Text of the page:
Turning to FIGS. 10-12, there is shown yet another alternative exemplary embodiment of a combination anesthesia circuit holder and patient protection device 20 according to aspects of the present invention. Here, the device 20 is configured as a substantially flat and rectangular body 130 having a pair of strap assemblies 140, 150 for selectively securing the body 130 about the head H of a patient P. At what is effectively the front end or portion of the body 130 when in use as shown in FIGS. 11 and 12 there are again formed an outwardly-facing front strap assembly 50 for selectively securing a nasal endotracheal tube T, connector D, or other such component of a breathing circuit C and a top strap assembly 80 for securing the circuit C or circuit hose(s) O particularly, similar to the arrangement in other exemplary devices 20 shown and described herein. Further, adjacent to the front and top strap assemblies 50, 80 there are also formed or affixed second strap portions 146, 156 associated with the respective strap assemblies 140, 150 configured for securing the device 20, and the body 130 specifically, about the head H. As shown, there are provided a first or lower strap assembly 140 comprising one or more strap portions 142 and an offset second or upper strap assembly 150 comprising one or more strap portions 152, each such strap portions 142, 152 attached or formed at the end of the body 130 opposite the front and top strap assemblies 50, 80 and the second strap portions 146, 156 so as to extend laterally therefrom, or as in the exemplary embodiment shown to extend somewhat perpendicularly from the lengthwise edges 132 of the body 130. More specifically, the first strap portions 142, 152 associated with the respective lower and upper strap assemblies 140, 150 may be a single piece of material affixed to or formed on or with the body 130 at an intermediate location so as to form the oppositely-extending strap portions 142, 152 at the opposite ends thereof. Or, each strap portion 142, 152 may be separately formed on or affixed to the body 130 so as to extend therefrom as desired. Those skilled in the art will appreciate that any manner of fabrication or assembly of such a body with straps, whether now known or later developed, is possible according to aspects of the present invention. In one exemplary embodiment, each first strap portion 142, 152 and the associated second strap portion 146, 156 are sewn or stitched on the body 130. It will also be appreciated that while in the illustrated embodiment the lower and upper strap assemblies 140, 150, or the second strap portions 146, 156 specifically, are shown as being intermediate the front and top strap assemblies 50, 80, such is not required, as will be further appreciated with reference to the alternative exemplary embodiment of FIGS. 13-15; rather, the various strap assemblies 50, 80, 140, 150 may be arranged in any desired manner to suit a particular application, both in terms of sequence and proximity as well number—that is, while two circuit securement strap assemblies 50, 80 and two device securement strap assemblies 140, 150 are shown, those skilled in the art will appreciate that the invention is not so limited but that a variety of other such configurations are possible according to aspects of the present invention. With continued reference to FIG. 10, it can be seen that each first strap portion 142, 152 is formed with a respective first fastener portion 144, 154 configured to selectively engage an outwardly-facing second fastener portion 148, 158 of the respective second strap portion 146, 156, more about which is said below in connection with FIGS. 11 and 12 and the device 20 in use. As with the front and top strap assemblies 50, 80, the lower and upper strap assemblies 140, 150 may be formed having any suitable removably engageable materials, fasteners, or the like now known or later developed, including but not limited to hook-and-loop fasteners, adhesives, snaps, buttons, zippers, buckles, and clips. In the illustrated embodiment, the strap assemblies 140, 150 each comprise hook-and-look fastener strap portions 144, 148, 154, 158, with it again not mattering which fastener portion contains the “hooks” and which the “loops.” The body 130 may again be formed, in whole or in part, of any suitable material now known or later developed having the desired comfort, elasticity/stretchability, breathability, and/or padding or protection, including but not limited to cotton, polyester, nylon, spandex/elastane, other woven or knitted fabrics or textiles, foams, rubbers, or any blends thereof, and in any thicknesses, densities, or other properties to suit a particular application according to aspects of the present invention.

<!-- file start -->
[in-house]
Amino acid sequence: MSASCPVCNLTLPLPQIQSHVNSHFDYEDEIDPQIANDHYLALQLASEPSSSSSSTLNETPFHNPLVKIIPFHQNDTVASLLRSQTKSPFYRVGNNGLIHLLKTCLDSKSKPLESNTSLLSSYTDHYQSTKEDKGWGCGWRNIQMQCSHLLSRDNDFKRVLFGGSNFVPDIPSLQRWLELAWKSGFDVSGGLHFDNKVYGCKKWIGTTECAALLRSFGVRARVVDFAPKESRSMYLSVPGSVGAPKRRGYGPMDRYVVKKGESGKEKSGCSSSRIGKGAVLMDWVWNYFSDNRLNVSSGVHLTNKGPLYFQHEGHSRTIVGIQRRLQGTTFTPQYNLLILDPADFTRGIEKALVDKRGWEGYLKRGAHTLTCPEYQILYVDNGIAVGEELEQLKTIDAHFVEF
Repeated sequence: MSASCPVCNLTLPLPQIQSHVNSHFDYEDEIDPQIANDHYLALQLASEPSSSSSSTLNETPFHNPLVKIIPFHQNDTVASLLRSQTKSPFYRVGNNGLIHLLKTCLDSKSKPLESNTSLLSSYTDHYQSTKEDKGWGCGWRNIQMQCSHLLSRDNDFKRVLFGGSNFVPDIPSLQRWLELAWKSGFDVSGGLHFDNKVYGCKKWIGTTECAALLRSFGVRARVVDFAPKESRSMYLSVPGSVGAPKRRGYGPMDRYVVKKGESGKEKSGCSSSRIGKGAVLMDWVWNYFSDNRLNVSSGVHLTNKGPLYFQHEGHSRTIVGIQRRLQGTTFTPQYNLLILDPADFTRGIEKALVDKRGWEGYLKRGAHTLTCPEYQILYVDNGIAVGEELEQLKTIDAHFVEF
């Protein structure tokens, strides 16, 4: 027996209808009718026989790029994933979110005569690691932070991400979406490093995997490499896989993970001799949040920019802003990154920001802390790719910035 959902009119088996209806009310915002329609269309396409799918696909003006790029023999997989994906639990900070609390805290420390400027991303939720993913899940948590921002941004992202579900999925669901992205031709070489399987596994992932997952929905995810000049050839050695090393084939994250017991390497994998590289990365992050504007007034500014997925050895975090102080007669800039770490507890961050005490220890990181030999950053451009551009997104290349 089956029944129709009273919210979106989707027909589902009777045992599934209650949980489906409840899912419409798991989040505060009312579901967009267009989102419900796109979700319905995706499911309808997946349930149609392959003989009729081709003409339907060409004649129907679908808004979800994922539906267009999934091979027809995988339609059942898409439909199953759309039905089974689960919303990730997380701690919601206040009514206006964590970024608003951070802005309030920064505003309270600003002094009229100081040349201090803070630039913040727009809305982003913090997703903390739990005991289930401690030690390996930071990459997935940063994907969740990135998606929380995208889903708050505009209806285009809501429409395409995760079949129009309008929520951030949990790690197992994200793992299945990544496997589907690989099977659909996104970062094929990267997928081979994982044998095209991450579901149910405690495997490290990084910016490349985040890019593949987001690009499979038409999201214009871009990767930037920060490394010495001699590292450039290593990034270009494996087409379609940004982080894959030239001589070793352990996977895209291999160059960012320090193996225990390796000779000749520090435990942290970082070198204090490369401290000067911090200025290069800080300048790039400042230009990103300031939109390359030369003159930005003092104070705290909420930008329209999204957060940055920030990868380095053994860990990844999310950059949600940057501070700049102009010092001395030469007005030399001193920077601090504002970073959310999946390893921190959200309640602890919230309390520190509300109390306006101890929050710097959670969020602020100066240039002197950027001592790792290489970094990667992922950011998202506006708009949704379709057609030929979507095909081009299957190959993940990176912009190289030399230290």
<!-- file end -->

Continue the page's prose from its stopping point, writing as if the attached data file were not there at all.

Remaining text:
With reference particularly to FIGS. 11 and 12, in use, the combination anesthesia circuit holder and patient protection device 20 configured as a somewhat rectangular body 130 would be applied to or worn by the patient P as by positioning the front portion of the body 130 having the front and top strap assemblies 50, 80 over the patient's head H and face with particularly the lower or adjacent widthwise edge 134 lying across the nose N such that the eyes (not shown) of the patient P are covered. The remainder of the body 130 would then be pulled or curved over the top of the head H and around the back of the head H until the opposite widthwise edge 134 is positioned adjacent the base of the skull or the upper region of the neck as shown, with the first strap portions 142, 152 laying loose to both sides of the patient's head H. Those skilled in the art will appreciate that alternatively, and in practice, the patient P may first lay their head H on the back portion of the device body 130, again with the straps 142, 152 laid out to either side, and the body 130 then pulled up and over the top of the head H until the front region is laid over the face as shown and described. Either way, with the device body 130 so arranged or positioned, the device 20 is secured about the patient's head H by simply pulling the first strap portions 142, 152 up and about the head H and temporarily affixing or attaching the lower and upper first fastener portions 144, 154 to the respective lower and upper second fastener portions 148, 158 of the respective lower and upper second strap portions 146, 156. In one embodiment, the lower and upper first strap portions 142, 152 “meet in the middle” with each attaching to the same lower and upper second strap portions 146, 156, or to a common second fastener portion 148, 158. In another embodiment, as shown, the lower and upper first strap portions 142, 152 overlap—accordingly, a further lower and upper second fastener portion 148, 158 is shown as being formed or affixed on the free ends of the respective lower and upper first strap portions 142, 152 opposite the respective lower and upper first fastener portion 144, 154, whereby when either of the first strap portions 142, 152 is wrapped around and affixed to the respective second strap portion 146, 156, as by removably engaging the first fastener portion 144, 154 of a single first strap portion 142, 152 with the second fastener portion 148, 158 formed on the respective second strap portion 146, 156, it will be appreciated that at the same time the further second fastener portions 148, 158 formed on the back sides of the respective strap portions 142, 152 are accessible to then removably engage with the respective first fastener portions 144, 154 of the other respective first strap portions 142, 152. Those skilled in the art will appreciate that the lower and upper strap assemblies 140, 150, and the respective lower and upper strap portions 142, 152 specifically, may be formed of any suitable material now known or later developed having the desired comfort, elasticity/stretchability, breathability, and/or padding or protection, including but not limited to cotton, polyester, nylon, spandex/elastane, other woven or knitted fabrics or textiles, foams, rubbers, or any blends thereof, and in any thicknesses, densities, or other properties to suit a particular application according to aspects of the present invention. It is noted that throughout, the first strap assembly 140 is referred to as the “lower” strap assembly based on the position of such strap assembly 140 in use as shown in FIGS. 11 and 12, and thus the position of the second strap portions 146, 156 particularly, rather than the position of the first strap portions 142, 152 when the device 20 is laid flat as illustrated in FIG. 10. Further regarding use of the alternative exemplary device 20 as shown and described in connection with FIGS. 10-12, it can be seen that the locations of the lower and upper strap assemblies 140, 150, and the first and second strap portions 142, 146, 152, 156 particularly, are such that when worn the lower strap assembly 140 is somewhat over the patient's eyes (not shown) with the lower first straps 142 passing along the patient's upper cheek area and across or beneath the ears E in the vicinity of the ear lobes so as to connect to or apply tension from the area at the base of the skull, which it will appreciate serves to comfortably retain the device 20 in place and discourage its movement toward the top of the head H or any such tendency to “slip off” during use; the upper strap assembly 150 is somewhat over the patient's forehead and so the upper first strap portions 152 wrap around the sides of the head H above the ears E. It will be further appreciated that the flexibility and/or elasticity of the lower and upper first strap portions 142, 152 allows for shifting or repositioning of the straps 142, 152 as desired by the clinician during placement and use of the device 20. Advantageously, the device may be so secured on the patient's head H first before then securing the circuit C, which again entails essentially fastening the tube T within the front strap assembly 50 and the circuit hoses O within the top strap assembly 80 as herein described. It will be further appreciated that one or both of the lower and upper strap assemblies 140, 150 may also be secured over the circuit C for its further retention as desired and that, in any event, the presence of the lower and upper strap assemblies 140, 150, and particularly the upwardly-facing second fastener portions 148, 158 formed on the backs of the respective lower and upper first strap portions 142, 152 would provide further frictional resistance to axial or sliding movement of the circuit C during use. As best seen in FIG. 12, a somewhat arched side region is formed within the space bounded by the lengthwise edge 132 of the body 130 as the device 20 is worn on the head H, which region is effectively closed in with a breathable mesh or other such material in the alternative exemplary embodiment of FIGS. 8 and 9 so as to form the device 20 in a hat-like configuration, which arched region here remains open, except for where the straps 142, 152 cross, again for breathability and comfort of the patient P while still covering and protecting the critical areas of the face and other areas of the head across which the circuit C may lie or that may be more like to bear the weight or impact of a person or object during any particular surgical procedure, it being appreciated that effectively the narrower the body 130 the wider the side openings when the device 20 is in use. Once again, a variety of such combination anesthesia circuit holder and patient protection device 20 configurations are possible according to aspects of the present invention without departing from its spirit and scope.